And I had time to not only think, but talk with my husband about a few things that have been recurring thoughts.
The foremost was that after spending most of my life using my blogs and journals to process my emotions, I've walked almost completely away from them for more than three years. Some of the reasons were good ones, having to do with the change in how the Internet now works compared to what it used to be, where anyone could find out anything that I said about them if they took a moment to look. I had a relative of mine tell me that they'd read every account I had made that mentioned someone dear to them, and they were upset that my view hadn't coincided with theirs.
I said, very gently, that I couldn't have known what their viewpoint was, my sources of information were so limited. I admitted, quite readily, that I didn't have the whole story, that I didn't know the whole truth and that I was probably wrong in what I'd said.
They'd come ready for a fight, but when I said, that they were so surprised, it took all the fight out of them. I didn't want similar things happening with all the church members, with my online gamer guys, or with the writing things that happened before that. But I have been finding lately that I truly miss having the history there to refer to when I wish to. It's odd having decades before that, everything from what I ate to what I did to how I felt and what I thought I'd learned. So many cycles repeated.
So I figured I needed to get back into writing again, whether or not anyone was going to read or follow didn't matter as much as what it does for me. So I signed up for Catie Murphy's 100 words for 100 days and so I'm going to write at least 100 words a day for a while. The secondary part of all this is that the trip reports, with their photos and how they've evolved haven't really filled much of my emotional gap... most of them are just written according to the photographs I happened to snap and have veered away from the feelings and thoughts I've had about the experience, until, of course, I run out of photos...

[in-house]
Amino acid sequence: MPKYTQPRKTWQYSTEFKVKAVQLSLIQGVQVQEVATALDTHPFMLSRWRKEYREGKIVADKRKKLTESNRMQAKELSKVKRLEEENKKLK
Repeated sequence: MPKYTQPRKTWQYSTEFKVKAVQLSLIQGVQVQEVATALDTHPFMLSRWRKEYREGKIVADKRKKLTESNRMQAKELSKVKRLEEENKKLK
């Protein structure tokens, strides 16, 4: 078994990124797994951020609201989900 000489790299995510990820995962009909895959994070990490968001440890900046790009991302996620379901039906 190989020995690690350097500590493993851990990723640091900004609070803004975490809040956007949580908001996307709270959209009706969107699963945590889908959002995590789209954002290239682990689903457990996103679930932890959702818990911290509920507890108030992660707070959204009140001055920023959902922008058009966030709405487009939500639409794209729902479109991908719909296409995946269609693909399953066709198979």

Another thing I've realized is that I am still depressed. It's not surprising in a lot of ways, but I haven't been willing to face it, admit it, or discuss it. And I seem to be determined to keep myself depressed, worn down, and hurt. Just the other day I saw this video by CP Grey on the seven ways to Maximize Depression, and I'm seem to be doing a good number of them all at once. Some of it under the guise of the video gaming, but some of it just hasn't been making much sense to me. The sleeping pattern part of it is the most obvious one, I've been constantly exhausted.
The Florida trip pushed it way past anything I've hit for a long time. Even when I was doing construction, a full week of heavy lifting and power tools, I didn't feel this bad; but I'd also been working out back then and doing physical work on a consistent basis. For the last two years, now, I've mostly been in my office.
I have walked away from competitive gaming, but I haven't walked away from the people I met on that road, and most of them are true gamers, who spend hours honing skills at their screens. I am playing a lot of Rainbow Six Siege, still, and I'm actually getting competent at the game, learning the maps, situations, and what to look for. I'm making predictive C4 kills, mean headshots, finding cover instinctively instead of just standing in the open, doing good predictive thinking, flanking well with map knowledge, and coordinating with my team: except when I'm tired.